area of about 300,000 acres under such irrigation, by throwing more water at a higher level into the great Ibrahimiyah Canal, whose intake is immediately above the Barrage (Fig. 2).
The piers and arches are founded upon a platform of masonry 87 feet wide and 10 feet thick, protected up and down by a continuous and impermeable line of cast-iron grooved and tongued sheet piling, with cemented joints. This piling extends into the sand bed of the river to a depth of 23 feet below the upper surface of the floor, and thus cuts off the water and prevents the undermining action which caused so much trouble and expense in the case of the old barrage. The height of the roadway above the floor is 41 feet, and the length of the piers up and down stream 51 feet. The river bed is protected against erosion for a width of 67 feet up stream by stone pitching, with clay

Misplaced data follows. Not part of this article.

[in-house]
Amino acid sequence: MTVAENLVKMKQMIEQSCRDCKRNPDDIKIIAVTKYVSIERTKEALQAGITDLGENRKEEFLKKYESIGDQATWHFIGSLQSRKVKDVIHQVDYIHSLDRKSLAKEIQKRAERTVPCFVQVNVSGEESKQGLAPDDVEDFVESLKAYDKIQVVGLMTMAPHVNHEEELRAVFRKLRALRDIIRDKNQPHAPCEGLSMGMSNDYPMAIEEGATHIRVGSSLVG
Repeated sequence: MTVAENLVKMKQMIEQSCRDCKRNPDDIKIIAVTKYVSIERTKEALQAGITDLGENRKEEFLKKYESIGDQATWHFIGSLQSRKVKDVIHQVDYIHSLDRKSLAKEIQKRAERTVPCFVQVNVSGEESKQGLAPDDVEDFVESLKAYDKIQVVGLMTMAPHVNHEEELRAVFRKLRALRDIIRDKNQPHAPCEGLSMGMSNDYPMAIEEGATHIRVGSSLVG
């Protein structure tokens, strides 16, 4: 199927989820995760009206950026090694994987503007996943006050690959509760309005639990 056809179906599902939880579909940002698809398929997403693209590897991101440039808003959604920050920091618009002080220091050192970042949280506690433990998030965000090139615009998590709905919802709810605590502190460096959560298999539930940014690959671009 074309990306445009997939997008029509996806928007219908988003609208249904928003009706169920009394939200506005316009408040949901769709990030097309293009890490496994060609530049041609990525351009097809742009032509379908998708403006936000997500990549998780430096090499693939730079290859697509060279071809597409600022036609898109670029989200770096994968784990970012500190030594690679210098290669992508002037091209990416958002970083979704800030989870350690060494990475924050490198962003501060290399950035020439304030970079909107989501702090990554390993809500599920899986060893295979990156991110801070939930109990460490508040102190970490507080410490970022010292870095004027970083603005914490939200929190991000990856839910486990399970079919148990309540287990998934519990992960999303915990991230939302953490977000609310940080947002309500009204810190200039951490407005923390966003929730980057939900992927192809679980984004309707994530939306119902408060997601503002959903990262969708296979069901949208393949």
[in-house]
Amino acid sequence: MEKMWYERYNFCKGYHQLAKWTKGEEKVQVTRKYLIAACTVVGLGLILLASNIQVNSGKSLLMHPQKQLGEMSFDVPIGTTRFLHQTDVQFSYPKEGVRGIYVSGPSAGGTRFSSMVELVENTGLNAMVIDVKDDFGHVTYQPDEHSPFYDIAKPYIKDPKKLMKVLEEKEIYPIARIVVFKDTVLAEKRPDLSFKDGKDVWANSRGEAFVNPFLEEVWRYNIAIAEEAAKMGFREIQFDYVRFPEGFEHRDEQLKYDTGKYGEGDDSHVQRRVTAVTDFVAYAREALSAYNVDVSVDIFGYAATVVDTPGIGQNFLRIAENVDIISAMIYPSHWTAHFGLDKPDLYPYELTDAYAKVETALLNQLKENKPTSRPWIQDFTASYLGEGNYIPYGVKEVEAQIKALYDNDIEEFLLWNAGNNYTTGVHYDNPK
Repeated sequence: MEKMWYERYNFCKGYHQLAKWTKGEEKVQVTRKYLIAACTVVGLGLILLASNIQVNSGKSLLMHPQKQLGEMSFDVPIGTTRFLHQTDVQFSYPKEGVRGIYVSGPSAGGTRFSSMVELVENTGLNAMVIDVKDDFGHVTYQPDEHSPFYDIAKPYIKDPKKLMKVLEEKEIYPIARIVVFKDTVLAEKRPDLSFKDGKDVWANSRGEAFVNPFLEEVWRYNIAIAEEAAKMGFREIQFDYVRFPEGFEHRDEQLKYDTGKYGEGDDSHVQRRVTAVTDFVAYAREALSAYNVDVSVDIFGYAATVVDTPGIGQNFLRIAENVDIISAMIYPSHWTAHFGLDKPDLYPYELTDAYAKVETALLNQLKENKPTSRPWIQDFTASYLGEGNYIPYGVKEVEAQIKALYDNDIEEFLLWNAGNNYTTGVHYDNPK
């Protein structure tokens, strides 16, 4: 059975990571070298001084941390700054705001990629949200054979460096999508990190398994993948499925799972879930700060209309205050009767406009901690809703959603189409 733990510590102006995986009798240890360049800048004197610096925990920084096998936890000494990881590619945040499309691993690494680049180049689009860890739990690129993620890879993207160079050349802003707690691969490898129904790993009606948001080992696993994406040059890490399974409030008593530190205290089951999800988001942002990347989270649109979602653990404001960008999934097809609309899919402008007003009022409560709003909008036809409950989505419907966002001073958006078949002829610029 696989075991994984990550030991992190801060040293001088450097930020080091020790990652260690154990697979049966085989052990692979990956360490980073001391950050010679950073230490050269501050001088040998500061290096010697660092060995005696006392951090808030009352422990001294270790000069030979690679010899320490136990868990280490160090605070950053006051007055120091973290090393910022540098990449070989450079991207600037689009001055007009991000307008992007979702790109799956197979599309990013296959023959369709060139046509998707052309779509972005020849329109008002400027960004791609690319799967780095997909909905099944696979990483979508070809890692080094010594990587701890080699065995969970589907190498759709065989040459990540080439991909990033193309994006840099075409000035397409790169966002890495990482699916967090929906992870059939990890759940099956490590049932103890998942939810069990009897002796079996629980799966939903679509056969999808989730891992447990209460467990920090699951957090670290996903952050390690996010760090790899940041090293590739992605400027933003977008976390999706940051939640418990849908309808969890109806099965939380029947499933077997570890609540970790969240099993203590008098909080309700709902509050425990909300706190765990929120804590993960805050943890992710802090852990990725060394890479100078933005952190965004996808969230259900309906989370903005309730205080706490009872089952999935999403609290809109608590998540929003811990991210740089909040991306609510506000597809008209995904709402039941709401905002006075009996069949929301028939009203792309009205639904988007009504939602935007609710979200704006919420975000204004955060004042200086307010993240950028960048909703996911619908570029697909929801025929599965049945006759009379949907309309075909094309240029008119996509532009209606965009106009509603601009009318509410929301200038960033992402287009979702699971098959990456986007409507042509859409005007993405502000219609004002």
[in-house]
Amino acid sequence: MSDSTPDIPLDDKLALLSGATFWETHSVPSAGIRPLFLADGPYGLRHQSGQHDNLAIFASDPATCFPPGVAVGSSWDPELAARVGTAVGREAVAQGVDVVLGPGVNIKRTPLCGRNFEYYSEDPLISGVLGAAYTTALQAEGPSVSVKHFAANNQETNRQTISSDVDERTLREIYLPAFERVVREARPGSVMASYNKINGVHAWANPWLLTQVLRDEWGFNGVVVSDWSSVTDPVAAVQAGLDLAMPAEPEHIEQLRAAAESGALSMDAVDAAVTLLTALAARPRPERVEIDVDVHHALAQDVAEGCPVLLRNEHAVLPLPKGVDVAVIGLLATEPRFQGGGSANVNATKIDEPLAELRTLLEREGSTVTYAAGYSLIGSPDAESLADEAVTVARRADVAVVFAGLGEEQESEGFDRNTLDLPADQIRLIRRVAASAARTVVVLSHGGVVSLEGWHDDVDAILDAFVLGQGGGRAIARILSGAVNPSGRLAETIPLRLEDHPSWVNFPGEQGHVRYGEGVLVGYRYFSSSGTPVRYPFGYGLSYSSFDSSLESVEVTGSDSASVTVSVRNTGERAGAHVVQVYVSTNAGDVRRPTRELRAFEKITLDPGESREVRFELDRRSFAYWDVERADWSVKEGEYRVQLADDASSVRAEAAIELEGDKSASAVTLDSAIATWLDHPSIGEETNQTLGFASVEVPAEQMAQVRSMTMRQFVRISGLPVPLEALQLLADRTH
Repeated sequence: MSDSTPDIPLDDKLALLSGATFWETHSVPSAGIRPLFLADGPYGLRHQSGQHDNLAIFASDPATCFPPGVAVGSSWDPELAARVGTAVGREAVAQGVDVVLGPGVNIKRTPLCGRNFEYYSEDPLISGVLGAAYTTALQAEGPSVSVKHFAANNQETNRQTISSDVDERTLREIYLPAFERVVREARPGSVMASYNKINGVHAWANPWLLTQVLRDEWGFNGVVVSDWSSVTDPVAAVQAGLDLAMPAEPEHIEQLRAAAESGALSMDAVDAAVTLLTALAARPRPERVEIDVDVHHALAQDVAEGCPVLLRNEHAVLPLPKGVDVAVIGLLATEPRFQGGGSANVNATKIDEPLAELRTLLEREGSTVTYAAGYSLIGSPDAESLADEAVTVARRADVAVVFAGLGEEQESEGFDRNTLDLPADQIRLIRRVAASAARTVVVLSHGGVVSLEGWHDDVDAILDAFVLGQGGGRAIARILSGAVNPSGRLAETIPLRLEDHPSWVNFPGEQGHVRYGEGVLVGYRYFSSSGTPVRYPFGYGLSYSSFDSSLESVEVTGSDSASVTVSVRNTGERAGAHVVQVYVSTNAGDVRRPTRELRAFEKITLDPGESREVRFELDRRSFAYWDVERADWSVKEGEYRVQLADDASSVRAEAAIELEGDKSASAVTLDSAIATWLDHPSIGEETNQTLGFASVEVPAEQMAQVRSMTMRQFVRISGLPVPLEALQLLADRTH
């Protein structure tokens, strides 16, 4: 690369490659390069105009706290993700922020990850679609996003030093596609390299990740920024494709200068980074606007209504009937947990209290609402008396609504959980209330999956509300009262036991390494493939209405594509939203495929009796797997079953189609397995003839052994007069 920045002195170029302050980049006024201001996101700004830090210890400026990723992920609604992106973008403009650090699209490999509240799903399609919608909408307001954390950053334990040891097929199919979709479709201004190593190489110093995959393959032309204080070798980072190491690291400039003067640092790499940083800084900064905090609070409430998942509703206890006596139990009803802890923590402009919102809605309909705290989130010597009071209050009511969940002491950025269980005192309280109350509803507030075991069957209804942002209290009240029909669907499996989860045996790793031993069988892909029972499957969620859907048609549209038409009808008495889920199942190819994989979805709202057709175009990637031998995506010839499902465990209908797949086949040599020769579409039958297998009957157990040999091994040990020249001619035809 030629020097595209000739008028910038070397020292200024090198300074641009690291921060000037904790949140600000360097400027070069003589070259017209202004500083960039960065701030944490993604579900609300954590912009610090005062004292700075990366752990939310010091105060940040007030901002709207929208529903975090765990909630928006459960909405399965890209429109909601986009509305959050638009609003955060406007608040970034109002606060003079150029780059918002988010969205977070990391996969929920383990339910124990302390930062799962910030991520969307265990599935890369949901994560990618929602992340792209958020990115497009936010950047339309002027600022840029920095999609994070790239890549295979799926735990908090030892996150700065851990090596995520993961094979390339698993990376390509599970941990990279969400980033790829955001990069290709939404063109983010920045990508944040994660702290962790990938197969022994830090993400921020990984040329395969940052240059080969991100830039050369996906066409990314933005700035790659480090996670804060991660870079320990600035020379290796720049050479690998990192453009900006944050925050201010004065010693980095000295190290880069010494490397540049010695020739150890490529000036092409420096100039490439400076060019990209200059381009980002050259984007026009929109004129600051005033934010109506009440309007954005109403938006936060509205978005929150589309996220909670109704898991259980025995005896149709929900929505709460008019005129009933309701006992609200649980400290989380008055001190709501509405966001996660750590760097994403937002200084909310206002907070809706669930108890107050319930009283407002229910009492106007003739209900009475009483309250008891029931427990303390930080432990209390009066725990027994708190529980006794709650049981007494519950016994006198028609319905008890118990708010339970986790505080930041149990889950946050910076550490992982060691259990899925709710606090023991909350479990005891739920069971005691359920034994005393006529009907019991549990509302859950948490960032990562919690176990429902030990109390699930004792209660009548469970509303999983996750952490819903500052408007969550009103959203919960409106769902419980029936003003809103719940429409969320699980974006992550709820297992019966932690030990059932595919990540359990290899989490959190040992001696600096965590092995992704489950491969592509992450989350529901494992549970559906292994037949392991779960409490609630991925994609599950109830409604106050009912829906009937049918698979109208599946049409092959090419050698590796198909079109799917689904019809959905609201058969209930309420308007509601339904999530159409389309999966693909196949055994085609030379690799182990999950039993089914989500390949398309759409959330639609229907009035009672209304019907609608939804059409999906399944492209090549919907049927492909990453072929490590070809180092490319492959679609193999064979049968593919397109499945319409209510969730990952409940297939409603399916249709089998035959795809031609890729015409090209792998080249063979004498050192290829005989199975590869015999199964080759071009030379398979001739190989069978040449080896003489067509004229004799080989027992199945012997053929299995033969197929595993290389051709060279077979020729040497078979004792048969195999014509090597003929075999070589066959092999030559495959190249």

puddle underneath to check infiltration, and down stream for a similar width by stone pitching, with an inverted filter-bed underneath, so that any springs which may arise from the head of water above the sluices shall not carry sand with them from underneath the pitching.
It is easy enough to construct dams and barrages on paper, but wherever water is concerned the real difficulty and interest is in the practical execution of the works, for water never sleeps, but clay and night is stealthily seeking to defeat your plans. On the Nile the conditions are very special, and in some respects advantageous. There is only one flood in the year, and within small limits the time of its occurrence can be foretold, and arrangements made accordingly. It would have been impossible to have carried out the Nile works on the system adopted had the river been subject to frequent floods. The working season for below-water work on the Nile lies practically between Novem-